Housing Bubble Horror: Market Has Makings for a Gory Story
This article is from the archive of The New York Sun before the launch of its new website in 2022. The Sun has neither altered nor updated such articles but will seek to correct any errors, mis-categorizations or other problems introduced during transfer.
Investment crazes come and go, invariably bloodying the eager buyers who are 100% convinced they’ve latched on to a sure-fire winner.
The Dutch tulip bulb mania in the 1630s, Britain’s South Seas bubble in the early 1700s, the Florida land boom in the 1920s, the stock market frenzy that led to the 1929 crash and the Internet craze of the late 1990s are just several that come to mind.
The latest is the housing boom, which some Wall Street professionals insist has already evolved into a housing bust, as evidenced by shrinking sales, falling home prices, burgeoning inventories and tumbling stock prices for housing-related companies.
Addressing himself to the latest delirium — the biggest real estate bubble in history — the chief investment strategist of Raymond James Financial, Jeffrey Saut, is warning clients that the ongoing collapse of residential real estate has far-reaching implications for both the economy and the stock market.
As evident, though, by last week’s rosy showing in which some stock indices rose 3% to 6% and turned more positive on the year, the market is essentially saying it doesn’t give a hoot.
But Mr. Saut certainly does, noting that real estate has been chiefly responsible for much of the nation’s economic and job growth. Taking note of significant year-over-year price breaks in his home base of Florida, which has been slammed with doubledigit declines in 12 of its 20 metropolitan areas, in one instance (Punta Gorda), as high as 97%, he thinks what’s happening there is a pretty good prism of what’s occurring on the “coasts,” as well as in some previous hot real estate markets like Las Vegas, Phoenix and Washington, D.C.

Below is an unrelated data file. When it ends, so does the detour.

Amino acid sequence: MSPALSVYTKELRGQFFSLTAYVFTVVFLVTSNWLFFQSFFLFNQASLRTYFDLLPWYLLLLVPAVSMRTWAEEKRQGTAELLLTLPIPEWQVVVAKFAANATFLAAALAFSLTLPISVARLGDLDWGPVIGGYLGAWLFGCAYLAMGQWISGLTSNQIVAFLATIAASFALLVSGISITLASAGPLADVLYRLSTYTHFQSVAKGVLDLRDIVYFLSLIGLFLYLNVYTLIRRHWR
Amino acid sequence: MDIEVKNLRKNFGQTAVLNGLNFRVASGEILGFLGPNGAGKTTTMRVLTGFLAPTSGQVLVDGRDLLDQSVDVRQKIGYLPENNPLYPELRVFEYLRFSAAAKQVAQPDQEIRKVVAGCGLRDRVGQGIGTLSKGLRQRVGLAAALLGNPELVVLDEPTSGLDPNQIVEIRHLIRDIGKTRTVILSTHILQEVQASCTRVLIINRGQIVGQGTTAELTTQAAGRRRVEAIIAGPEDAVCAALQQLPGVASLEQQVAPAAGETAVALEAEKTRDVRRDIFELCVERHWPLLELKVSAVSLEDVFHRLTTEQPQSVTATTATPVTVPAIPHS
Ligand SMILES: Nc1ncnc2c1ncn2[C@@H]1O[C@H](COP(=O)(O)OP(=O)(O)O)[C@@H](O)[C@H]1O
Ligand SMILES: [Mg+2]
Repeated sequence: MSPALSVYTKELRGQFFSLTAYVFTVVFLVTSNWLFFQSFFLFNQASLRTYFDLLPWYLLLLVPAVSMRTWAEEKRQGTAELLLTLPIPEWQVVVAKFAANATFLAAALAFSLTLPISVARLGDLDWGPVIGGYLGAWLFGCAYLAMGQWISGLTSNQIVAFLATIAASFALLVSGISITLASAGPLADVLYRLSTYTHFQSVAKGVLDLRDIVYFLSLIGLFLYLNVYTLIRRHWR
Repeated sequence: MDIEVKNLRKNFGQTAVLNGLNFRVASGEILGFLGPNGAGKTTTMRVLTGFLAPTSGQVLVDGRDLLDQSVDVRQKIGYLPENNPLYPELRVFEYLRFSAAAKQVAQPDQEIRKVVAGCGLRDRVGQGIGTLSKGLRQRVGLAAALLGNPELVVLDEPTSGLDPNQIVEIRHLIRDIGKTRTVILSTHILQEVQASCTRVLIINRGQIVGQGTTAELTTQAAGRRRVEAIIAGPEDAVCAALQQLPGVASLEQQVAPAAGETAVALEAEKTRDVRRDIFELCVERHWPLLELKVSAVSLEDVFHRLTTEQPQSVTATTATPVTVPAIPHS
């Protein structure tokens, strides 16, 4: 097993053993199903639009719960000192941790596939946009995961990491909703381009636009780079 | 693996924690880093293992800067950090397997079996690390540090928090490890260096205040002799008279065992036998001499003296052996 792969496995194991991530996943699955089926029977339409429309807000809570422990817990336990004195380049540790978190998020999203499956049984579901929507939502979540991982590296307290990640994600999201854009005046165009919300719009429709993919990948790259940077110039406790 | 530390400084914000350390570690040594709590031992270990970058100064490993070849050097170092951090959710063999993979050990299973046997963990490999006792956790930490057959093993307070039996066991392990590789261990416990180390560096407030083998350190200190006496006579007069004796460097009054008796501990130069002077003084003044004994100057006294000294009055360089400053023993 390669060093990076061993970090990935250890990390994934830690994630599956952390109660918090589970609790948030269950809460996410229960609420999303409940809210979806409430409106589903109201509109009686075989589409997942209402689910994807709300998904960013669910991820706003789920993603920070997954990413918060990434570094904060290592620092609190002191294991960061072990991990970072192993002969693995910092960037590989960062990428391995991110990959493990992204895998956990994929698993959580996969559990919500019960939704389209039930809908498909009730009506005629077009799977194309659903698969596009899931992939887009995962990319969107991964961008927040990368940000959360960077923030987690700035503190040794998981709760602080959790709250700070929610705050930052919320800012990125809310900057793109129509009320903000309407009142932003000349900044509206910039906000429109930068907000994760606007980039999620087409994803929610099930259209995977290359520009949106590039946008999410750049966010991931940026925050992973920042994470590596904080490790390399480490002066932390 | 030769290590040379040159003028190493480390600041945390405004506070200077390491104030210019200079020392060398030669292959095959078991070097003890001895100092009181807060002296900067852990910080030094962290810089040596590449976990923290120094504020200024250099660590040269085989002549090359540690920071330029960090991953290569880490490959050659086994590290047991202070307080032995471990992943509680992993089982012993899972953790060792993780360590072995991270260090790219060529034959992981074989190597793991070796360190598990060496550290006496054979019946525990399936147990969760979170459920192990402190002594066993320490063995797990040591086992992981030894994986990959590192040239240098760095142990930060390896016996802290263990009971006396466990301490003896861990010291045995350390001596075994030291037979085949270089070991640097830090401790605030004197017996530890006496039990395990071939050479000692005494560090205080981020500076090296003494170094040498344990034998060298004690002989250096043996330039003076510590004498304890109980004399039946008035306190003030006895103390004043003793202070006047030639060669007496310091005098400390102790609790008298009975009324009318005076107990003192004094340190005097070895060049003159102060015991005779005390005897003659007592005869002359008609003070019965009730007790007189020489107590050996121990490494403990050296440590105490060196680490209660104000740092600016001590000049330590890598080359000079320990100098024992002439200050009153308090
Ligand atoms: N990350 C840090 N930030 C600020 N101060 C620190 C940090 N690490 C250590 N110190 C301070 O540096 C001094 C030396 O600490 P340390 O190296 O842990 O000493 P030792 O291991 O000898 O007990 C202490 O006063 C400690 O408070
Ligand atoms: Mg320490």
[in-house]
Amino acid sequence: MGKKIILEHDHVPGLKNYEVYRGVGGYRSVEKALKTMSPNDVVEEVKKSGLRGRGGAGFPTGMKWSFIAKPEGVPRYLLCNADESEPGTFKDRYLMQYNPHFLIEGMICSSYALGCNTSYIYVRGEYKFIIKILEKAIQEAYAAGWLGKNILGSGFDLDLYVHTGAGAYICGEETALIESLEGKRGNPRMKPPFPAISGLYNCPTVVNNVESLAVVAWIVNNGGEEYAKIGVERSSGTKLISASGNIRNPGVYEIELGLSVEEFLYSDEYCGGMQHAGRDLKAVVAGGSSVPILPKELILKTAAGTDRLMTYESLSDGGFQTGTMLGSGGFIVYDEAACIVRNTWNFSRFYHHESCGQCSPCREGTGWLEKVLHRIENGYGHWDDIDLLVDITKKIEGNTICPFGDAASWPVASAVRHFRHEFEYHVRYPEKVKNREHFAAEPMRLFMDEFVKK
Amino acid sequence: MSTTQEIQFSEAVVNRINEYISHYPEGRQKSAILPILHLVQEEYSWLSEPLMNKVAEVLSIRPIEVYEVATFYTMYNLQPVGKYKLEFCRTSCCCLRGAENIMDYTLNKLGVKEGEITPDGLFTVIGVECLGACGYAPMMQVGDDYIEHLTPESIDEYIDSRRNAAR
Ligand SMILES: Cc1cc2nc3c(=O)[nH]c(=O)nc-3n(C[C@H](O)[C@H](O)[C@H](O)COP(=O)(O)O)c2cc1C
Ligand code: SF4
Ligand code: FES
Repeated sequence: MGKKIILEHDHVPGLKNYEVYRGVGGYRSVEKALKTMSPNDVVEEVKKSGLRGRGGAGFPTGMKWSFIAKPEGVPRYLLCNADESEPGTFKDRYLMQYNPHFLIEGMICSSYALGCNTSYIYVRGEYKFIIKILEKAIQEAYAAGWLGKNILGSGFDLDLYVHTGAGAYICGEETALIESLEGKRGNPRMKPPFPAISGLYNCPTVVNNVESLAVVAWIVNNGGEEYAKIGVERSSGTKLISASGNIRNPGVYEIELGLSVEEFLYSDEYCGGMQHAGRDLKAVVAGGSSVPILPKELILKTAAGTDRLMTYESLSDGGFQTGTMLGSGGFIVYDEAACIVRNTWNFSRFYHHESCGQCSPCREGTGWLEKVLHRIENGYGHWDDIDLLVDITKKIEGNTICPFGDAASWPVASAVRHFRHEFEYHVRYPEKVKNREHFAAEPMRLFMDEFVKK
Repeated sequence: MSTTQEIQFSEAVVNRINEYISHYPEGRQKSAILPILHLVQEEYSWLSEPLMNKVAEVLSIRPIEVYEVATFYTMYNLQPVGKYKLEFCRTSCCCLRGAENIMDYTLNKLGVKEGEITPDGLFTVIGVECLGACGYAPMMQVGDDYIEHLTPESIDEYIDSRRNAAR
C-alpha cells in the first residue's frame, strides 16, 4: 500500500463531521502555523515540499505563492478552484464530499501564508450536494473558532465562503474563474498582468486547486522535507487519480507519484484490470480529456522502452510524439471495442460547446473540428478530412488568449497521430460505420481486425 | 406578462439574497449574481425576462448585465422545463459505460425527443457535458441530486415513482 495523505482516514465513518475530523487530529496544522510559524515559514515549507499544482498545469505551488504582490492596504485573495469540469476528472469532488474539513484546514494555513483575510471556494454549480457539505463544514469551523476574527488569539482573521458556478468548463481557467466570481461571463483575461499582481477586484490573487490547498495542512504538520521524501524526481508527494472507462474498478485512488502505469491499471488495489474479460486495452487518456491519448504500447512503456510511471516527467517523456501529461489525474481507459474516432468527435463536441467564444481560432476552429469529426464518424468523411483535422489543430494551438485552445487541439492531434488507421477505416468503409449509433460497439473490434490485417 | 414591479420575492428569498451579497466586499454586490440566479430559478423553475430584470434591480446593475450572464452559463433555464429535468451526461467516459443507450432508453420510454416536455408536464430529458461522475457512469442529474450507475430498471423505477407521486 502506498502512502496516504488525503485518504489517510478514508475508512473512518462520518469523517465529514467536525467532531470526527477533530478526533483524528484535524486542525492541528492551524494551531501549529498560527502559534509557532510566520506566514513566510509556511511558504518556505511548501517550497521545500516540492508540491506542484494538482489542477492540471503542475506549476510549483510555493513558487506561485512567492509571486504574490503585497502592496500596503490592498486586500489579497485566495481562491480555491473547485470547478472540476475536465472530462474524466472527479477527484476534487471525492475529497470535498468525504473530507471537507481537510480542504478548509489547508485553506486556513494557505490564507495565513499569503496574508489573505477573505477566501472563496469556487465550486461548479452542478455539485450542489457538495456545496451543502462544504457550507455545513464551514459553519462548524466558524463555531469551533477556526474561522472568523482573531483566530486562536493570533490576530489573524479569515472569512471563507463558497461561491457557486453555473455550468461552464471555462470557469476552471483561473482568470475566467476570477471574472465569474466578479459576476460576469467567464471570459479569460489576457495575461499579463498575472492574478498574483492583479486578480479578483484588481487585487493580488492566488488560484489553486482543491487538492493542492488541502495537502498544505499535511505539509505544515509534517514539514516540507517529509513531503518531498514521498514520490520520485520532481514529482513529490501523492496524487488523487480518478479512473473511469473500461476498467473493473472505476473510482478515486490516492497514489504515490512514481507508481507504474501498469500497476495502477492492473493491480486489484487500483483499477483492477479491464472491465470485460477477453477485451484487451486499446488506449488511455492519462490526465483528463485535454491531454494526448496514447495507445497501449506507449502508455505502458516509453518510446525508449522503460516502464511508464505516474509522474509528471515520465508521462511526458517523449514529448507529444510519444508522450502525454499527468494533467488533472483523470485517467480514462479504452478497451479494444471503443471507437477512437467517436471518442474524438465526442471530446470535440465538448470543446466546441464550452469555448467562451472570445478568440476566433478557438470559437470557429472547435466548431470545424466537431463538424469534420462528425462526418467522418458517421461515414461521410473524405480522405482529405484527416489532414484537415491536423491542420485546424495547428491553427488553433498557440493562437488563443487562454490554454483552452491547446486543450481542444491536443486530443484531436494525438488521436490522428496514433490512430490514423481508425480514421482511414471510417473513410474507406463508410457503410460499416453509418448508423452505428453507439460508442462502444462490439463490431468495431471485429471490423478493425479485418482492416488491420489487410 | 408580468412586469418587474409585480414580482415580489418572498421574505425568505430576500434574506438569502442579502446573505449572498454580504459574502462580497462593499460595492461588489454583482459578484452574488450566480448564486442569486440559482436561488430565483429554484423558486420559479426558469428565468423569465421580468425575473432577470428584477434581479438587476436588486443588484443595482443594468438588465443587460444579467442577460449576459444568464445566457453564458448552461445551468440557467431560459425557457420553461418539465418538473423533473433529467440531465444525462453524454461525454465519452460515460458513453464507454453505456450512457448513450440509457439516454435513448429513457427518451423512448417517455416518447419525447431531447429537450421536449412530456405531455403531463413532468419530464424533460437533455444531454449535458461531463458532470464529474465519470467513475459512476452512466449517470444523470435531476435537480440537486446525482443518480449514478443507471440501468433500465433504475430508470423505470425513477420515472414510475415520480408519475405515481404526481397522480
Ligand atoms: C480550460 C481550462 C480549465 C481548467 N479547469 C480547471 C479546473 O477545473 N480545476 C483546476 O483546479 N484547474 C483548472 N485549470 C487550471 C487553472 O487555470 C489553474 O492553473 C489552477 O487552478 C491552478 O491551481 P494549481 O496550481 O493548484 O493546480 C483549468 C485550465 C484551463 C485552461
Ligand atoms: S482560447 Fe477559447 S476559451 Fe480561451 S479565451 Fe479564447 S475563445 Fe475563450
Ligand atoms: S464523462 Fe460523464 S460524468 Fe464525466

Regrettably, our housing worry-wart says, he expects the “homesick” environment to get worse, amplified by the $2.7 trillion worth of adjustable rate mortgages that will reset at a higher interest rate in 2006 and 2007. These higher rates, he notes, come on top of the fact that 10% of all home owners with mortgages have no equity in their houses, while 15% of the 2005 home buyers owe at least 10% more than their home is worth.
The associate editor of Safe Money Report, a monthly investment letter in Jupiter, Fla., Michael Larson, tells me the market is on the verge of realizing the third phase of the housing bust, which he believes has very negative implications for stock prices.The first two were the stiff declines in homebuilders and suppliers of home products. Next on the list, Mr. Larson says, are the financial institutions, notably those banks and sub-prime lenders that provided the financing for super high loans on inflated properties.
Such lending practices, he believes, will invariably lead to a rash of failures among these companies and the stock market will soon begin reflecting this risk. “We could be in for a rough few months ahead,” he says.
Some stock market bulls argue that all the negative factors about the housing industry are already known. Mr. Larson doesn’t think so because of his belief that “the housing market is in really bad shape and the pain is going to be awful.” In support of this, he points to some of the latest numbers, namely a 13.3% yearover-year drop in July housing starts, a 21% decline for the month in building permits, a 4.1% drop in existing home prices and a 4.3% skid in new home sales. “These are huge declines, which tell you the housing market stinks,” he says.
The problem, he says, is that the risks of the housing bust are under-appreciated, pointing to (among other things) such follow-up effects as the likelihood of serious loan losses, surging mortgage defaults and a worsening job market.
Mr. Larson notes that a lot of people on Wall Street seem to think the likely end of higher interest rates in the current credit-tightening cycle is a significant plus for the economy as a whole since it should ensure a soft landing. Our housing bear disagrees. On what basis, he asks, is it rational to expect a soft landing in a period that has produced the biggest real estate bubble in history?
Given his negative view of the economy and his belief that termites will continue to gnaw away at the housing market, Mr. Larson expects it will be thumbs down for the stock market in 2006. Not a crash, he says, but about a 5% decline in the S&P 500. Likewise, he thinks stocks with exposure to the housing market—despite some hefty declines this year—remain anything but risk free.
Among those housing-related names he regards as most vulnerable are Lennar Corp., Home Depot, New Century Financial, Black & Decker, Countrywide Financial and Washington Mutual.
The bottom line from our two housing bears is unmistakable.The housing horror show, as it relates to the economy and the stock market, has a long way to go before it runs its course.
That’s also the view of former money manager, now private investor, Neil Weisman, who thinks it will take the housing industry at least 5 to 7 years to work off its excess inventories, rather than the 1 to 2 years many Wall Streeters are projecting.